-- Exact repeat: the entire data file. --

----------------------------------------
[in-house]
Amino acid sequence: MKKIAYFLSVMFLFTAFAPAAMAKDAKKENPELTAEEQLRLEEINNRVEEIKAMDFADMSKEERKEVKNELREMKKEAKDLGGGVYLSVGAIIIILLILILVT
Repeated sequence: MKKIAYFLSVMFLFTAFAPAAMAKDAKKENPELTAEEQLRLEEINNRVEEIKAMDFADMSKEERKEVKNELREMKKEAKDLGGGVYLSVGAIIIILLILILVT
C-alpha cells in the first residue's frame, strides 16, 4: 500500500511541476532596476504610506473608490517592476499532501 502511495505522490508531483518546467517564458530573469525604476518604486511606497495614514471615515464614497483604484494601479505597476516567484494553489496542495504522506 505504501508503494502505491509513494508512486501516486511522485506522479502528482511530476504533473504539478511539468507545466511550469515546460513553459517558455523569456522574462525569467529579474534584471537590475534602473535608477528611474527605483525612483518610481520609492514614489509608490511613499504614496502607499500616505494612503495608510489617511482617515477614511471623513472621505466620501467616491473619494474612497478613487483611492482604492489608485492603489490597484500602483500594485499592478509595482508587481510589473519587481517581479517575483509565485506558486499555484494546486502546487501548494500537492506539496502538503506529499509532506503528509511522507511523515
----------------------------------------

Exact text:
[in-house]
Amino acid sequence: MKKIAYFLSVMFLFTAFAPAAMAKDAKKENPELTAEEQLRLEEINNRVEEIKAMDFADMSKEERKEVKNELREMKKEAKDLGGGVYLSVGAIIIILLILILVT
Repeated sequence: MKKIAYFLSVMFLFTAFAPAAMAKDAKKENPELTAEEQLRLEEINNRVEEIKAMDFADMSKEERKEVKNELREMKKEAKDLGGGVYLSVGAIIIILLILILVT
C-alpha cells in the first residue's frame, strides 16, 4: 500500500511541476532596476504610506473608490517592476499532501 502511495505522490508531483518546467517564458530573469525604476518604486511606497495614514471615515464614497483604484494601479505597476516567484494553489496542495504522506 505504501508503494502505491509513494508512486501516486511522485506522479502528482511530476504533473504539478511539468507545466511550469515546460513553459517558455523569456522574462525569467529579474534584471537590475534602473535608477528611474527605483525612483518610481520609492514614489509608490511613499504614496502607499500616505494612503495608510489617511482617515477614511471623513472621505466620501467616491473619494474612497478613487483611492482604492489608485492603489490597484500602483500594485499592478509595482508587481510589473519587481517581479517575483509565485506558486499555484494546486502546487501548494500537492506539496502538503506529499509532506503528509511522507511523515